Perspective from Providers
Key Points Made by Individual Speakers
- Frank Chervenak discussed results of an unpublished analysis he and colleagues performed on U.S. Centers for Disease Control and Prevention data suggesting that depressed 5-minute Apgar scores, stillbirths, and neonatal seizures occur at greater rates in home settings than in hospital settings. He suggested that hospitals should do what is necessary to ensure safety and to consider creating alternative environments.
- Karen Pelote described typical experiences of women who choose to deliver in birth centers. She discussed safety and transfer results from the 2013 American Association of Birth Centers (AABC) Uniform Data Set (UDS) outcomes study (Stapleton et al., 2013) and called for more research on the psychosocial, cost, and other benefits of birth center care.
- Brynne Potter noted the significant disagreement among experts around some of the outcomes reported in published literature. She discussed the safety of home birth from an absolute risk perspective and identified several areas of research that would help to make home birth as safe as possible: access to qualified care providers with appropriate equipment, appropriate risk assessment, communication and collaboration, integrated transfer of data, quality improvement measures, and access to licensure and reimbursement.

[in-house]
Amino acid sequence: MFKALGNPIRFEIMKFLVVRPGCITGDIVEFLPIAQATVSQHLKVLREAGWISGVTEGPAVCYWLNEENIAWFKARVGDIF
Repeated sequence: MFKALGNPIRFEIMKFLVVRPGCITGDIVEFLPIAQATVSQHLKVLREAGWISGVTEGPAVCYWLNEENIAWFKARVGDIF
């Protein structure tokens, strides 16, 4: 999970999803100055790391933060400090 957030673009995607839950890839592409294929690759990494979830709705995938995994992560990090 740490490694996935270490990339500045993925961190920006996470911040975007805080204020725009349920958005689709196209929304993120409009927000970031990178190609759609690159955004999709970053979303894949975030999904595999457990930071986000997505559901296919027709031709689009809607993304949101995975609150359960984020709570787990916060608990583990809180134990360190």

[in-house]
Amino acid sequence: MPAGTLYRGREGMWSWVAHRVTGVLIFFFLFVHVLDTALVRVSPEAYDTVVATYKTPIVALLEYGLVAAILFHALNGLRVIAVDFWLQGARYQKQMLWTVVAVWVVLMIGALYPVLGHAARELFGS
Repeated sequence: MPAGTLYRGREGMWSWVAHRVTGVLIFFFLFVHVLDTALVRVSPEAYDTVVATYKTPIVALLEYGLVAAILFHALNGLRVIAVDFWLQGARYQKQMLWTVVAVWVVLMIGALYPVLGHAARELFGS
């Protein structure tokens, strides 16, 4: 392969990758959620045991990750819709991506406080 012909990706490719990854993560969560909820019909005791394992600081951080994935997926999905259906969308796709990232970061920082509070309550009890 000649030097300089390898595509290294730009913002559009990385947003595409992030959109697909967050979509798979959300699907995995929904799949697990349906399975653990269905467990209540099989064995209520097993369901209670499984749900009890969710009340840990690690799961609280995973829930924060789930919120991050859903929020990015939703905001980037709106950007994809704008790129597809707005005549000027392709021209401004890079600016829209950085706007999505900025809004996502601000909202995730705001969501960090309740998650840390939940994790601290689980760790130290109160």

NEONATAL OUTCOMES IN RELATION TO
BIRTH LOCATION: ETHICAL IMPLICATIONS FOR
CLINICAL PRACTICE AND RESEARCH1
After encouraging workshop participants to read two papers that he and his colleagues wrote (Chervenak et al., 2011, 2013a), Frank Chervenak highlighted two key points from earlier workshop presentations: (1) The public is insufficiently educated in the importance of maintaining vital data. (2) Centers for Disease Control and Prevention (CDC) birth certificate data are important when considering U.S. births. He remarked, “I think the best database we have today is CDC data.”
Chervenak discussed results from an analysis based on 2007-2010 CDC data (Chervenak et al., 2013b [unpublished data]). The analysis was designed to address two questions: (1) Are there differences between hospital and home births, using Apgar scores and seizures as prognostic
1This section summarizes information presented by Frank Chervenak, M.D., Weill Cornell Medical College, New York, New York.